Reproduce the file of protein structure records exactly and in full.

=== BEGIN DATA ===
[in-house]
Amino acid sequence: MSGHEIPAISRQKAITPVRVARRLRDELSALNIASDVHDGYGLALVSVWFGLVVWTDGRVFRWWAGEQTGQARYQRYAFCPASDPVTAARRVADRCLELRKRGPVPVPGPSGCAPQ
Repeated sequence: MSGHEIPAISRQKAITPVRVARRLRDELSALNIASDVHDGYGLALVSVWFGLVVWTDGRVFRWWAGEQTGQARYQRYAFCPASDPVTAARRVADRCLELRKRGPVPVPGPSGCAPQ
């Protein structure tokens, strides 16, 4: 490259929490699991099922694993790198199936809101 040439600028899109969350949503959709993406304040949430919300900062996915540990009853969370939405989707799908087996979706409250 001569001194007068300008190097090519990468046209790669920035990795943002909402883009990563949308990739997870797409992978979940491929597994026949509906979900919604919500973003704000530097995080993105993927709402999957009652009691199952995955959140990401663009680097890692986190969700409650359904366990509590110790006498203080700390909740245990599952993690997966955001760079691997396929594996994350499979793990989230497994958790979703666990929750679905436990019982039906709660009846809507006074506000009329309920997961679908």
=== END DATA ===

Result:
[in-house]
Amino acid sequence: MSGHEIPAISRQKAITPVRVARRLRDELSALNIASDVHDGYGLALVSVWFGLVVWTDGRVFRWWAGEQTGQARYQRYAFCPASDPVTAARRVADRCLELRKRGPVPVPGPSGCAPQ
Repeated sequence: MSGHEIPAISRQKAITPVRVARRLRDELSALNIASDVHDGYGLALVSVWFGLVVWTDGRVFRWWAGEQTGQARYQRYAFCPASDPVTAARRVADRCLELRKRGPVPVPGPSGCAPQ
């Protein structure tokens, strides 16, 4: 490259929490699991099922694993790198199936809101 040439600028899109969350949503959709993406304040949430919300900062996915540990009853969370939405989707799908087996979706409250 001569001194007068300008190097090519990468046209790669920035990795943002909402883009990563949308990739997870797409992978979940491929597994026949509906979900919604919500973003704000530097995080993105993927709402999957009652009691199952995955959140990401663009680097890692986190969700409650359904366990509590110790006498203080700390909740245990599952993690997966955001760079691997396929594996994350499979793990989230497994958790979703666990929750679905436990019982039906709660009846809507006074506000009329309920997961679908």